Τετάρτη, 10 Απριλίου 2013 10:06

The Universalness of Martial Arts (Inside Karate, November 1986)

The Universalness of Martial Arts

 

-by Chuck Dervenis

Inside Karate, November 1986

 

(On the cover, the first appearance of Jean Claude Van Damme, with the caption: “Jean-Claude Van Damme: Will this new star outshine Chuck Norris and Bruce Lee?”)

 

"Is it coincidence that the boxing style of the ancient Greeks of 2,000 BC is strikingly similar to the kung-fu style of modern wing chun? Is it coincidence that the joint locks and throws of Japanese jujutsu may be found in many medieval European manuscripts written in the 1500s?"

Sweat running down his forehead in a salty river, the Spartan pancratiast struggled mightily with his opponent. The man, a North­ern Greek, struck at his ex­posed ribs with an extended knuckle fist, but the Spartan faded back, diffusing the in­tended blow. Moving quickly, he seized the man's hand, blocking the next strike with his elbow. With a wrenching move­ment, and a quick shift of his body, the Spartan spun his op­ponent's hand around so that the man's thumb pointed down and elbow up. With a grin of triumph, the pancratiast applied crushing pressure to the side of his opponent's wrist, attack­ing the joint and driving the Northerner's face into the dust. He moved into a hold-down pin, the opponent halting his strug­gles, defeated.

Two thousand years later, in a country seven thousand miles away, a ninja would use the same technique to overpower and escape one of his sword wielding samurai opponents. The ninja had been taught the technique by his father, who had told him that the technique had been passed down through the ages and was called hon gyaku, main reversal.

Is it coincidence that the boxing style of the ancient Cretans of 2000 BC is strikingly similar to the kung-fu style of wing chun popularly taught today? Is it coincidence that the joint locks and throws of the prestigious Japanese jujutsu ryu may be found in many fading medieval European manuscripts written in the 1500s? The answer to these and any similar questions is an absurdly simple, "No, of course not." Human physiology is the same everywhere; I hope I do not sound too trite when I say that there is nothing new under the sun.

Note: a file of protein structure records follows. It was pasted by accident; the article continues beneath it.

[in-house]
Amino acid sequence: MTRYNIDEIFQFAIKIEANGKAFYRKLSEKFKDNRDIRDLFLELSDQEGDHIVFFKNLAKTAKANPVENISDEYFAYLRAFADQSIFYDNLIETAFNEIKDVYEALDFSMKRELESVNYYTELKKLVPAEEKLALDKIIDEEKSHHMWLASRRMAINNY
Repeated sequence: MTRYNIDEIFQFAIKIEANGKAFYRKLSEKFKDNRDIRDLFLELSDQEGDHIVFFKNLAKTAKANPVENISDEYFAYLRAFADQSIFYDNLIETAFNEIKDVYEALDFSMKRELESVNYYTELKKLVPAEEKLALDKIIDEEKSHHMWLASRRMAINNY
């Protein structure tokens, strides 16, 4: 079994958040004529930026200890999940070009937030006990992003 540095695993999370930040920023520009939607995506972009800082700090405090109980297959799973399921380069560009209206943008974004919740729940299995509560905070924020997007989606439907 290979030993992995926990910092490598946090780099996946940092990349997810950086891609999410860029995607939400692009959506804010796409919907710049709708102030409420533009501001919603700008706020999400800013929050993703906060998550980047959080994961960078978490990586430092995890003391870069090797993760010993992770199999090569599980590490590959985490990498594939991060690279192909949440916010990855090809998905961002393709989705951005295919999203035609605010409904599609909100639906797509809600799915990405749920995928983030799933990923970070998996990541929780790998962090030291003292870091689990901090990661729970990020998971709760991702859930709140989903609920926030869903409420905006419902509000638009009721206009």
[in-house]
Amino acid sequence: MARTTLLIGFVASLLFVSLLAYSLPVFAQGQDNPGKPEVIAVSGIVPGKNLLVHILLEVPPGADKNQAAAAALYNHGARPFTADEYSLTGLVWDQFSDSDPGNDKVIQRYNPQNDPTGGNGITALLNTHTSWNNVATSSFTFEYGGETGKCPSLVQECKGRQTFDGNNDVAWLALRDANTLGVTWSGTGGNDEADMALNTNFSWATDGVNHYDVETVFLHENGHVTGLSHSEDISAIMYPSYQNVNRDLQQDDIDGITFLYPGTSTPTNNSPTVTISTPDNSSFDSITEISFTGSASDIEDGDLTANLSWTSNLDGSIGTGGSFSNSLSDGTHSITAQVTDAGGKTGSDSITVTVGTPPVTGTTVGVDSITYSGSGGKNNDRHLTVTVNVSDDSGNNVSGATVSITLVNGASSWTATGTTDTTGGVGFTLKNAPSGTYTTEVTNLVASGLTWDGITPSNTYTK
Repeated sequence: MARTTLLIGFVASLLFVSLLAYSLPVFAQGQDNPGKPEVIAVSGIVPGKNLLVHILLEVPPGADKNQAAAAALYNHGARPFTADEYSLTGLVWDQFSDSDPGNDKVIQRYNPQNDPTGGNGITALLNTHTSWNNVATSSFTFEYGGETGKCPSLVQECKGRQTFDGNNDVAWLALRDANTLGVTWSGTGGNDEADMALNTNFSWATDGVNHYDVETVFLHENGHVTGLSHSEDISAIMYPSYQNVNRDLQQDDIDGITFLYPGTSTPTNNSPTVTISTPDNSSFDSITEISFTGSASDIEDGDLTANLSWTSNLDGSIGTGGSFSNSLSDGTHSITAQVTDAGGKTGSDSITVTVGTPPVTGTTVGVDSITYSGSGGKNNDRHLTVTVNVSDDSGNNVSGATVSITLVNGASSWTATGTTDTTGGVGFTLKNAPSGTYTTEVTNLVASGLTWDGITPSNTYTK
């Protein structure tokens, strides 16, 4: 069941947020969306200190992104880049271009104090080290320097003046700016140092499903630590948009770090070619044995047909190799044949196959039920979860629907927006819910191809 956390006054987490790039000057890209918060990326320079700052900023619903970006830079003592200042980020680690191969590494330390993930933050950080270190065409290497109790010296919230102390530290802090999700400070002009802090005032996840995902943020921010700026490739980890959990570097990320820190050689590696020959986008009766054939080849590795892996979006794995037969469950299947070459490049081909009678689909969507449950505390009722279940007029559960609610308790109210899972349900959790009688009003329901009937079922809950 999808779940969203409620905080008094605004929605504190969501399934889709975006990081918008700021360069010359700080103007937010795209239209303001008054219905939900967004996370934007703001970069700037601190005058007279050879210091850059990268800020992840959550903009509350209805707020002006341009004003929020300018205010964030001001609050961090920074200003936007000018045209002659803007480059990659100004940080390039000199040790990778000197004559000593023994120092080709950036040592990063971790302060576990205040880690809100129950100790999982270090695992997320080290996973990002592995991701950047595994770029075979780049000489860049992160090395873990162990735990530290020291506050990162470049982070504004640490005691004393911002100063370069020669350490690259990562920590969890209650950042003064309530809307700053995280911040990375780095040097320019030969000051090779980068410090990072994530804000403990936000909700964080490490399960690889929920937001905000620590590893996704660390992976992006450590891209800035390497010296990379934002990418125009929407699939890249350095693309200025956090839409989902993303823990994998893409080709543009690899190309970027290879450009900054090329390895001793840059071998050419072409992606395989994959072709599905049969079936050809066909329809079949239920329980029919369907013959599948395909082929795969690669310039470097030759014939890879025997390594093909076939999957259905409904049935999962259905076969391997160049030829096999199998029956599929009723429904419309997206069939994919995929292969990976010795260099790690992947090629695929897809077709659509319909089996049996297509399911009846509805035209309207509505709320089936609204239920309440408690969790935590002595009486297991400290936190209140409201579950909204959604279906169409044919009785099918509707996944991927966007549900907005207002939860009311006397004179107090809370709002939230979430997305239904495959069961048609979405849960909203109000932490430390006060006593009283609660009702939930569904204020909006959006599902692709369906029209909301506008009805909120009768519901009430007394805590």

Anyone with more than a passing interest in the martial arts should take the time to research the martial worlds of ancient and medieval Europe, India and Northern Africa. Even a brief examination will yield a good amount of information. In today's age of Oriental masters and superhuman ninja depicted on the screen, it is hard for most people to visualize and con­cede that the ancient Romans, who managed to conquer a good portion of the world, probably did in fact know something about martial arts. A true martial artist, however, should rid himself of precon­ceptions and search through­out history, and in all cultures, for the answers to his questions. He should, in other words, adopt a universal attitude.

It never ceases to amaze me how much bigotism, egotism and down right "narrow mindedness" exists in the martial arts community today. One would expect better from a group of people who purportedly are in the process of pursuing enlightenment by means of mental and physical understanding and discipline. Several years ago I was discussing the evolution of Western swordsmanship with a fairly well known instructor of traditional Japanese martial arts. This person stunned me by stating that he frankly didn't care what was going on in Europe, whenever; that it could teach him nothing, and that what he had and would be taught contained all the martial knowledge he would ever need. What is amusing is that his instructor (one of the most well-known and popular martial artists today), while visiting this author in Greece, was delighted to see the many similarities in technique with his own style that the wall paintings and statues of the ancient Greeks depicted.